Lessons Learned of Infrastructure in 2017

With inadequate public funding, government entities are looking for alternative funding sources and collaborative partnerships

By MARY SCOTT NABERS

There were high hopes for 2017 after President Trump promised a trillion dollar infrastructure plan. There was bipartisan support, as well as support from the general public. Yet, we are about to end 2017 the same way we started it – with our infrastructure still crumbling and hundreds of critical projects still waiting to be launched.

Billions of dollars in deferred maintenance will cost taxpayers more each month that repairs are not made. Traffic congestion will continue to escalate and impact our GDP. Our bridges, many of which are structurally unsafe, carry millions of motorists every day and one could fail at any time. Cities struggle with water resources and the country’s electrical grids are obsolete. Local communities need broadband expansion, and our seaports and airports need immediate attention.

What’s stopping support from Washington D.C.? Congress has neither approved a plan nor appropriated significant funding for an infrastructure program. The $1 trillion infrastructure plan promised for the first 100 days of the Trump administration is still non-existent.

In spite of everything, there is hope for 2018. Congress continues to proclaim that infrastructure is a very high priority. Most believe that help is coming soon.

President Trump’s first iteration of his $1 trillion vision for solving the nation’s infrastructure problems relied heavily on private capital and public-private partnerships (P3s). In fact, only $200 billion was going to come from federal funds, with the remaining $800 billion expected to be leveraged through private capital and state and local government funding.

Recently, however, the Trump administration began to waver in its support of public-private partnerships. There has not been a complete “about-face,” but the administration’s support for private-sector investment is not as robust as it was just months ago. Most people realize that it is simply not possible to fix the country’s infrastructure problems without private capital. Along with equity investments, private-sector expertise will be required. The good news is that capital, expertise and willing partners are abundant.

A senior advisor to U.S. Transportation Secretary, Elaine Chao, in October said the $1 trillion plan is still evolving and private-sector capital will likely be encouraged.   Trump’s infrastructure advisers have indicated that cities and counties will be able to apply for federal grant funding that can be used to incentivize other funding sources. As much as $50 billion may be set aside for rural projects. And projects that involve transformative technologies such as autonomous vehicles, Hyperloop projects and smart city solutions, will get significant consideration.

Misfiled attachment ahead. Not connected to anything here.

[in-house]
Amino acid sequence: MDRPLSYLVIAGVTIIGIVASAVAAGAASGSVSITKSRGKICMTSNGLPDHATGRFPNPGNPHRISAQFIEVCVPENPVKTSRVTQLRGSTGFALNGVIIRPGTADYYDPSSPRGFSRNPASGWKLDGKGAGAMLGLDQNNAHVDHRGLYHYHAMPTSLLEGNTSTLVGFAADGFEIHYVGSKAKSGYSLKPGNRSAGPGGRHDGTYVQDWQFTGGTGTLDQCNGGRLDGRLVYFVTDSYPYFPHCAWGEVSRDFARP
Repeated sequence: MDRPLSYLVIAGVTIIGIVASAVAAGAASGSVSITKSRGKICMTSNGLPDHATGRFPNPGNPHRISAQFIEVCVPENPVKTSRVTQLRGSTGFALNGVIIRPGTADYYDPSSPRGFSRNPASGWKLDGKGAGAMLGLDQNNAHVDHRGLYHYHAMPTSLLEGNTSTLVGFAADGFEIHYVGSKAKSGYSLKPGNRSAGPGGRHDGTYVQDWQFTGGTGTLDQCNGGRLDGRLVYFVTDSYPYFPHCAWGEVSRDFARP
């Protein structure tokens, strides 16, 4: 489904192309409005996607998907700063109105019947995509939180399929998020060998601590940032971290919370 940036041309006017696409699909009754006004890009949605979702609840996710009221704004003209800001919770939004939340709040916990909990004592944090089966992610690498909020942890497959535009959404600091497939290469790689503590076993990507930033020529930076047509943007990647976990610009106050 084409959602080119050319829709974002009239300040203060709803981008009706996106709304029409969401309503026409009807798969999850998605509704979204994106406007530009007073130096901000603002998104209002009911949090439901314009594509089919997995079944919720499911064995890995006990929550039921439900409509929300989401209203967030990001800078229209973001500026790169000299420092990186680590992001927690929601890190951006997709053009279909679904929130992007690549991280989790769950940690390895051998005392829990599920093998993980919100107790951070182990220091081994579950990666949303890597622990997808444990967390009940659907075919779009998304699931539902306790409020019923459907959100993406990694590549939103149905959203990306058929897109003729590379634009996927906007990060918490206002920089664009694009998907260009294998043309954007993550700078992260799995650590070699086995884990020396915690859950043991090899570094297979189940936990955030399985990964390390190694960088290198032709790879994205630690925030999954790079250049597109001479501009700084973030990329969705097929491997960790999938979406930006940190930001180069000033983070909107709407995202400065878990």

The President announced an executive order designed to shorten the time it takes for public officials to maneuver through the current jungle of bureaucratic red tape to qualify infrastructure projects. In the past, some infrastructure projects were stalled for up to 10 years. The projects languished so long that private-sector firms completely lost interest in the projects.

It is a commonly accepted premise that billions of dollars will be required for the U.S. to regain the world-class status it once held. The last time U.S. infrastructure was number one in economic competitiveness was 2005. America now ranks ninth.

Fearful that Congress will continue to drag out a comprehensive plan that supports infrastructure funding, many government officials have already reached out to collaborate with private-sector partners.

One of the most ambitious initiatives is a first-of-its-kind infrastructure investment fund in Kentucky. Six of the state’s largest community banks have joined forces to create the $150 million Commonwealth Infrastructure Fund to promote and support public-private partnerships. Several other state and local governments are considering similar trusts or banks to fund P3s.

Numerous government officials are relying on alternative funding options and some include public revenue comingled with private-sector investment. The Michigan Department of Transportation has announced a P3 for a $1 billion highway renovation in Oakland County. A private-sector partner will be selected sometime in 2018.

And with tens of billions of dollars in damages recorded in Texas, Florida, Louisiana and Puerto Rico as a result of hurricanes this year, contracting opportunities – some of which will last for years – will be abundant. Public schools must be repaired or rebuilt, water and wastewater systems need replacement, roads and bridges face major repairs and public buildings such as senior centers, public safety buildings and courthouses will have to be repaired or replaced.

As the new year approaches, construction projects in the U.S. are expected to be abundant. Public funding will not be adequate, so many government entities will definitely be looking for alternative funding sources and collaborative partnerships. In spite of all the setbacks in 2017, there may be a light at the end of the infrastructure tunnel in 2018.

Mary Scott Nabers is president and CEO of Strategic Partnerships Inc., a business development company specializing in government contracting and procurement consulting throughout the U.S. She may be reached at mnabers@spartnerships.com.

 

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